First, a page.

On Saturday (17th May), the Friends of the Colchester Archaeological Trust (FCAT) enjoyed an excursion to Canterbury in Kent.
FCAT member and dedicated Trust renovation volunteer Maureen writes:
‘… Forty-six members of the Friends of the Trust thoroughly enjoyed a visit to Canterbury on Saturday. Mike Corbishley gave an interesting, comprehensive tour of the World Heritage site of St Augustine’s Abbey, founded in AD 597.
Augustine, with fellow monks and priests as interpreters, was sent on a missionary quest by Pope Gregory to revitalise Christianity and convert the pagan tribes in Britain, that they should be “not Angles but angels.” Ethelbert, married to the Christian Bertha, was baptised and gave Augustine lands and riches to found an abbey dedicated to St Peter and St Paul. Later dedicated to the canonised Augustine, it was his burial place and the burial place for abbots, archbishops and kings of Kent. At the Norman Conquest, the abbey became a Benedictine monastery and, after Henry VIII’s Dissolution, a royal palace. Although Anne of Cleves did not live in the palace, later monarchs Elizabeth I and Charles I stayed there. The remains had particularly striking reminders of the site’s history, particularly the Roman bricks used in the Anglo-Saxon church of St Pancras and the Tudor bricks in the surviving wall of Henry’s palace.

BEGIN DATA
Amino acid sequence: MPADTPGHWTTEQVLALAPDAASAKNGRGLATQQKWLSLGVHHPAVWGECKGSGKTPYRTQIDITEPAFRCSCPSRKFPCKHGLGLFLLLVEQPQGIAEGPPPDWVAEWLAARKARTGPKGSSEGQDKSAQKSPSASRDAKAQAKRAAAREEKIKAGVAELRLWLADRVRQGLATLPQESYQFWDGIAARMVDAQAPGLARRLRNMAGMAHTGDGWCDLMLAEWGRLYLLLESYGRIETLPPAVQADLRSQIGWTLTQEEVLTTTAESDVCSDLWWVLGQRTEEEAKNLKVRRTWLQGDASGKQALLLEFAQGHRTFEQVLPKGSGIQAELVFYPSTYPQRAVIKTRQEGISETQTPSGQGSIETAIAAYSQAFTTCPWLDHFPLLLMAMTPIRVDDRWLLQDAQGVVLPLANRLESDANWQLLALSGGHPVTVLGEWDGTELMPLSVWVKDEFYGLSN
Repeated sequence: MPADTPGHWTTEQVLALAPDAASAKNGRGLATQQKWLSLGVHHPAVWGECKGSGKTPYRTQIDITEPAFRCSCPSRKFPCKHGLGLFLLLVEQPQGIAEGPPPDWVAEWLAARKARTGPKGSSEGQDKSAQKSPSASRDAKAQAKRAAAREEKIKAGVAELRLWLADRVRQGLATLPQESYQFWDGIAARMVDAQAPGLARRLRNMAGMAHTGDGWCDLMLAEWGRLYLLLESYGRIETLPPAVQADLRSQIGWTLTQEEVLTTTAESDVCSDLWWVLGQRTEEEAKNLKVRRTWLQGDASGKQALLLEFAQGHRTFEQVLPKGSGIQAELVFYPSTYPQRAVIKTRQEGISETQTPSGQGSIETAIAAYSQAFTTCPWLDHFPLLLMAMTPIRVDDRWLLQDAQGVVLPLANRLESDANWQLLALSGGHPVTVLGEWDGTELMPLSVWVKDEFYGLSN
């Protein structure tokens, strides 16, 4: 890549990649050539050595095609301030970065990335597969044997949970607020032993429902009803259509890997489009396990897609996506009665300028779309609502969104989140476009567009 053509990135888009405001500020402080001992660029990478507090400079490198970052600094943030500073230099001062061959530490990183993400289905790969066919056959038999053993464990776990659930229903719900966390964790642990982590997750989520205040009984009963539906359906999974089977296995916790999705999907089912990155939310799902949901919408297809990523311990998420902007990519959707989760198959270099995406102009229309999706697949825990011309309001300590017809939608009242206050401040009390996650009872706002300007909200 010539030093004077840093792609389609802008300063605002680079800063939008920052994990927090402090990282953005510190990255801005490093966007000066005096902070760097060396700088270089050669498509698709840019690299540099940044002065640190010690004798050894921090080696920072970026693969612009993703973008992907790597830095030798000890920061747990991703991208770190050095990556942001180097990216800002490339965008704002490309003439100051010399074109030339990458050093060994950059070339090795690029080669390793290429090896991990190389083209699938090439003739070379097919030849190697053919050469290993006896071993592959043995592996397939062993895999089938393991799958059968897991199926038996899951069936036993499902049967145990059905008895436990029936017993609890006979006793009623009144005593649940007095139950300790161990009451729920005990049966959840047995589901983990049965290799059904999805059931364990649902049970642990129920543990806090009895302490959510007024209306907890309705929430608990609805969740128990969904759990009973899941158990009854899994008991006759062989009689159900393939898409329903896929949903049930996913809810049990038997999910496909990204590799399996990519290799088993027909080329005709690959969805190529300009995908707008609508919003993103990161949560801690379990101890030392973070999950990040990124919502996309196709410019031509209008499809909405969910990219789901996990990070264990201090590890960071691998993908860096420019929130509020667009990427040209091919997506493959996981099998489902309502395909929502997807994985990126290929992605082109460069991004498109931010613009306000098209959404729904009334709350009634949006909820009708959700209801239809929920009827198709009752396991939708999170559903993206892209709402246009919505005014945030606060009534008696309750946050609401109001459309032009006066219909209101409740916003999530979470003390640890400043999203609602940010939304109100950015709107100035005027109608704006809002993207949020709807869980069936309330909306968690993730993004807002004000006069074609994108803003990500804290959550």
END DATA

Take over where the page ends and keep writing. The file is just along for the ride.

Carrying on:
After browsing in the excellent Visitors’ Centre, Mike took us to the nearby St Martin’s church, where Bertha and Augustine and his followers worshipped before the abbey was complete. FCAT members were then free to spend the remaining afternoon in the many of the places of interest in Canterbury … with walks round the Roman walls, The Canterbury Tales “experience”, Greyfriars Chapel, Eastbridge Hospital, and many more.
Everyone thanked Brenda May of FCAT and Mike Corbishley for organising such an enjoyable visit. The lovely warm sunshine was an added bonus …’
Many thanks to Maureen for her report on and photo.s of the excursion.
The images show FCAT members with Mike in Canterbury.